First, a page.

During the positive phase of the North Atlantic Oscillation (NAO), a large pressure gradient across the North Atlantic creates strong winds that drive winter storms across the Atlantic and into Northern Europe. During the negative phase, there is only a small pressure gradient. Southern Europe and Africa receive weak winter storms while Northern Europe and the eastern United States are cold and dry.
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Courtesy of UCAR
The North Atlantic Oscillation
Will there be lots of snow in New York this winter? Will it be warmer than usual in France? Will the Mediterranean get rainy weather? That will depend on the North Atlantic Oscillation.
Winter weather in the Northern Hemisphere is affected by changes in atmospheric pressure over the North Atlantic called the North Atlantic Oscillation. During the winter, a low pressure system over Iceland and a high pressure system over the Atlantic become stronger or weaker. The changes in pressure cause changes in the amount of wind and the number of winter storms that cross the Atlantic. This affects the weather in North America, Europe, and North Africa.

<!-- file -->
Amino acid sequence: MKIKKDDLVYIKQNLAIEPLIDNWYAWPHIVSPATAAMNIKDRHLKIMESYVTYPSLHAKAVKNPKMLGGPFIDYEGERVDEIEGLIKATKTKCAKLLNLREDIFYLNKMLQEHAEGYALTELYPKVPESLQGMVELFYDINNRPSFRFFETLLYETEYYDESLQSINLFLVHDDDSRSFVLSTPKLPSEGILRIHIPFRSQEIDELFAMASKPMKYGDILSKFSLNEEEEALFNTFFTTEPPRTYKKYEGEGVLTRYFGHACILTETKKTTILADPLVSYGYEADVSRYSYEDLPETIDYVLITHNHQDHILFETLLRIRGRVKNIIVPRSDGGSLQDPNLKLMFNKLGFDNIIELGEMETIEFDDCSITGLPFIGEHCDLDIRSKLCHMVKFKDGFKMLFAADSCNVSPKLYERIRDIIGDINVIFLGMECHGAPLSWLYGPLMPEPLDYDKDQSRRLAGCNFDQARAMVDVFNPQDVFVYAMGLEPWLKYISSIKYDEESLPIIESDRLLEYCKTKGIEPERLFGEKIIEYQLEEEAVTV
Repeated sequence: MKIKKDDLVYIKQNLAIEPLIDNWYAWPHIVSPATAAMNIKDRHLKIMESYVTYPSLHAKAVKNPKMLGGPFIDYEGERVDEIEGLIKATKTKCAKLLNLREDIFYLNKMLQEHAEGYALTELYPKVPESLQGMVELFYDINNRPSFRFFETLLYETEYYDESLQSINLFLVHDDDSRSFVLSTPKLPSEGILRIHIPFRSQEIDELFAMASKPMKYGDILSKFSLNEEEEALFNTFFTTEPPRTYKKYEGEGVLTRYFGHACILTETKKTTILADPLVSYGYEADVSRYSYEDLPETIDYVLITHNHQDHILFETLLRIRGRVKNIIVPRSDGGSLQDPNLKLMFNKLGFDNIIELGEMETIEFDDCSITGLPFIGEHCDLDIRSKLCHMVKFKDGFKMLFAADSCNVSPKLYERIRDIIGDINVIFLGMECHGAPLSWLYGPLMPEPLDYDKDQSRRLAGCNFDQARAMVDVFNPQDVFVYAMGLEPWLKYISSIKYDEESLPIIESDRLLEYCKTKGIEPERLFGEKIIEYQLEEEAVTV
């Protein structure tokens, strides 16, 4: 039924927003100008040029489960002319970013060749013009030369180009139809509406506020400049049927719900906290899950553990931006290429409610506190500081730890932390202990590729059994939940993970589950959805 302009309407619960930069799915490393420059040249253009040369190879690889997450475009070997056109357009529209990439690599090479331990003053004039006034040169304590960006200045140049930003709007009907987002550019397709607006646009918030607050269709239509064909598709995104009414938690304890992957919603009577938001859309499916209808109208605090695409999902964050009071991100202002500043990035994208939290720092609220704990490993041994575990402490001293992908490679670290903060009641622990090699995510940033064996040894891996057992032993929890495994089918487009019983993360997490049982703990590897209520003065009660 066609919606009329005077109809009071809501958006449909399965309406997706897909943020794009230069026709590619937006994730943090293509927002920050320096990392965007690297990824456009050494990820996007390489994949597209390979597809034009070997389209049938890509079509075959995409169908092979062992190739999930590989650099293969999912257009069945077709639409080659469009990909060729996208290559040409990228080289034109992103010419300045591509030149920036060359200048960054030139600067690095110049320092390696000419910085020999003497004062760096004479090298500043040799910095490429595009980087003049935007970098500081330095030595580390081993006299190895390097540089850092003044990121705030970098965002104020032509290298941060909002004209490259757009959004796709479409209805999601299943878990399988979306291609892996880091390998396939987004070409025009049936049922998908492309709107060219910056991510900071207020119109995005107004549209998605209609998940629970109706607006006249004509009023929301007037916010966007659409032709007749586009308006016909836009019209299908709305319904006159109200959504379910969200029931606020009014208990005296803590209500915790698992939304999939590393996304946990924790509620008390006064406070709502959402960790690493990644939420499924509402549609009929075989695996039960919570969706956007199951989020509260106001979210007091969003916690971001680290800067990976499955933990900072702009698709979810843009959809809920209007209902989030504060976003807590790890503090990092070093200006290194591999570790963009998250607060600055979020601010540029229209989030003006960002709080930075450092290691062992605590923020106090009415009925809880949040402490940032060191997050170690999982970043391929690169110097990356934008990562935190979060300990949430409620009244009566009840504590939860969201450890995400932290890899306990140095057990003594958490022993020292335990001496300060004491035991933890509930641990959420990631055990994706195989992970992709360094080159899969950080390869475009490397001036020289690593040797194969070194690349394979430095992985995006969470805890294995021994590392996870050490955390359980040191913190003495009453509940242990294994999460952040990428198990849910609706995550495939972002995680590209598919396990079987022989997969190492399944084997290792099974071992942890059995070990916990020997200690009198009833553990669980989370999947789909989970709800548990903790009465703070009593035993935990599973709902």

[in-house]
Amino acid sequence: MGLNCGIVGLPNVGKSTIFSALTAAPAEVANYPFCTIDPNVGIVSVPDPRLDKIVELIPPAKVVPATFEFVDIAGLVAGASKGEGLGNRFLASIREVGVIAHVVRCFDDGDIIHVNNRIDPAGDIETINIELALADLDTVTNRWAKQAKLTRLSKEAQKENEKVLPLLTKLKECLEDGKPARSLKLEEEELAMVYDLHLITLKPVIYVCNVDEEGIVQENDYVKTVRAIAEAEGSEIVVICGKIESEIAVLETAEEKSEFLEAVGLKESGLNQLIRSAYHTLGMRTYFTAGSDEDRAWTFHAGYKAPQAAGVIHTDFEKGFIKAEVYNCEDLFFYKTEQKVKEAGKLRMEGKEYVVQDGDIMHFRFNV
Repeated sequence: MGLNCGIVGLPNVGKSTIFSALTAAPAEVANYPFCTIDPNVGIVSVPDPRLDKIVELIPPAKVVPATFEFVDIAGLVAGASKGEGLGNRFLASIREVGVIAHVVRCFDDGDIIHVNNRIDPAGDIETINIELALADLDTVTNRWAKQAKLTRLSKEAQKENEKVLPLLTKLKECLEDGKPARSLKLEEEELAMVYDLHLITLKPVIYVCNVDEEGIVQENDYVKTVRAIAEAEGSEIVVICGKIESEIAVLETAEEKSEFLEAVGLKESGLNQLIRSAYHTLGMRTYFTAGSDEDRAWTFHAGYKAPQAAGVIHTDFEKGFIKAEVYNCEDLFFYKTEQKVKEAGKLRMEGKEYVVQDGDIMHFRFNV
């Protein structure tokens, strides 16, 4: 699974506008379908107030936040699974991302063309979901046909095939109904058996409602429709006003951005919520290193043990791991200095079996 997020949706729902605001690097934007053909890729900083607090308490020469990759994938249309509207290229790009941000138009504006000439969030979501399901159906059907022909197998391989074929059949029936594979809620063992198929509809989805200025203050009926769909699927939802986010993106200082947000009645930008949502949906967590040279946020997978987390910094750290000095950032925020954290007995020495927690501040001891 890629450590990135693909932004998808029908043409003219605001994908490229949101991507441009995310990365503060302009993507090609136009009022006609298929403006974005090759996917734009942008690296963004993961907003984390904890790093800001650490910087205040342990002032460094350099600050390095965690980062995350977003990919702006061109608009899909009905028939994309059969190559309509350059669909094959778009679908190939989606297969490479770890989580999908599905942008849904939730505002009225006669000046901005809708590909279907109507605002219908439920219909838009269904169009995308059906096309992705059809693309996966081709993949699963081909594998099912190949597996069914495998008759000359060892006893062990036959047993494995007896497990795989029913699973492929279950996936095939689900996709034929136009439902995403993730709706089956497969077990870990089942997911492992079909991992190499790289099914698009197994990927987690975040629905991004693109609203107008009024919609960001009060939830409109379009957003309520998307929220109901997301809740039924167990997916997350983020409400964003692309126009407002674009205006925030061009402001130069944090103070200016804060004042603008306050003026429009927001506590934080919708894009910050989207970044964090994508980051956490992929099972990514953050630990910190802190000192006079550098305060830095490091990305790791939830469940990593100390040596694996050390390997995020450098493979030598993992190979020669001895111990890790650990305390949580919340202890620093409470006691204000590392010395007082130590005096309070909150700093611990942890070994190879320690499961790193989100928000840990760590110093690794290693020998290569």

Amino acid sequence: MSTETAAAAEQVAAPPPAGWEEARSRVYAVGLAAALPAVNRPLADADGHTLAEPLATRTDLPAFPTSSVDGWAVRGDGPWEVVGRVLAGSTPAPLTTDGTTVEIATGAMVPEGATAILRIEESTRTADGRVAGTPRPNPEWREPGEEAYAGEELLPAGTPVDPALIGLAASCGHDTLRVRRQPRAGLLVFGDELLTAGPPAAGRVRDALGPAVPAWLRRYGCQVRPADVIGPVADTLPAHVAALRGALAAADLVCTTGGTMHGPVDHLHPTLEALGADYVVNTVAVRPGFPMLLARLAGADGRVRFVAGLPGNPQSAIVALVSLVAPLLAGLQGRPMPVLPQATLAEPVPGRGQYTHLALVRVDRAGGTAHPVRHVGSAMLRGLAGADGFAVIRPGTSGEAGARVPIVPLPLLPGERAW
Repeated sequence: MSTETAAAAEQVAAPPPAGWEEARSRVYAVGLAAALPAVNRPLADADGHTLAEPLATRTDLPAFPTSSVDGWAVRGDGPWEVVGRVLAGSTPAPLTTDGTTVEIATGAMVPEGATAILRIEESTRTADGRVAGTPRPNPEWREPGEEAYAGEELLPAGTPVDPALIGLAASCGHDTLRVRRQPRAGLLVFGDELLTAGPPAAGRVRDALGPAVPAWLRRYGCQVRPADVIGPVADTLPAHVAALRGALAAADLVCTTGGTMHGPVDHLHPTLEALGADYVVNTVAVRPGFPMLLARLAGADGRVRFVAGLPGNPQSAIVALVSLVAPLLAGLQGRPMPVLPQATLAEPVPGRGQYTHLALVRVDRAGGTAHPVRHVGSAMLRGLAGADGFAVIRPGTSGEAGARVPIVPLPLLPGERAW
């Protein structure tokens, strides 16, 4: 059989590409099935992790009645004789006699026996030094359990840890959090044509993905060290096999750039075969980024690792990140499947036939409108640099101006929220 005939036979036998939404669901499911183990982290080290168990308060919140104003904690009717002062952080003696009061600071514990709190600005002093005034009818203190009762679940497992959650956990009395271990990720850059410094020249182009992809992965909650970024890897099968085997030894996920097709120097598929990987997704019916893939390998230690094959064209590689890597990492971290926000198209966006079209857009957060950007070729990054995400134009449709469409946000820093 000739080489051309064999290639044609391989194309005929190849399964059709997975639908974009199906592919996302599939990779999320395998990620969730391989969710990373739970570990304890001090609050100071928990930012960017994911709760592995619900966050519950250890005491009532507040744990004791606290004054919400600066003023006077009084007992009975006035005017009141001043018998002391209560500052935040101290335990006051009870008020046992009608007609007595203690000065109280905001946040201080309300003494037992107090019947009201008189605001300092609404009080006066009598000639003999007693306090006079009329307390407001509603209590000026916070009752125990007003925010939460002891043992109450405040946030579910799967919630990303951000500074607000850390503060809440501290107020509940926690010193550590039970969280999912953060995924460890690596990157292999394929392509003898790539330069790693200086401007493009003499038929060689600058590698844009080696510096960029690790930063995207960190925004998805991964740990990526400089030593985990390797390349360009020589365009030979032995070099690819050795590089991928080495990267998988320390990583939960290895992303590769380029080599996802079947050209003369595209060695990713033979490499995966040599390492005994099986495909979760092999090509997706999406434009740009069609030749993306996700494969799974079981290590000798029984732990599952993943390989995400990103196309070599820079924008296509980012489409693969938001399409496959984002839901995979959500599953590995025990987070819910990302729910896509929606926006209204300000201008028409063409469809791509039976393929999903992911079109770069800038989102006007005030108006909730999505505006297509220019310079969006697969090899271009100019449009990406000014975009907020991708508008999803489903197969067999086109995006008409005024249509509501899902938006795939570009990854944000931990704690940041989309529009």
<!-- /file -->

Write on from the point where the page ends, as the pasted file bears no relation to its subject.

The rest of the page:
When the difference in pressure between the high and low is large, strong winds cross the North Atlantic, bringing wet winter storms from eastern North America to northern Europe. This is the positive phase of the North Atlantic Oscillation.
When the difference in pressure is small, there is less wind over the ocean. Eastern North America and northern Europe have fewer winter storms. The weather is rainy in southern Europe and North Africa. This is the negative phase of the North Atlantic Oscillation.
There is evidence of more negative phases during the 1960s and 1970s and more positive phases during the 1980s and 1990s. Scientists are using computer models to figure out whether this change is due to global warming .
The changes in atmospheric pressure associated with the NAO are connected with other patterns of atmospheric pressure including the Arctic Oscillation and the El Nino-Southern Oscillation.
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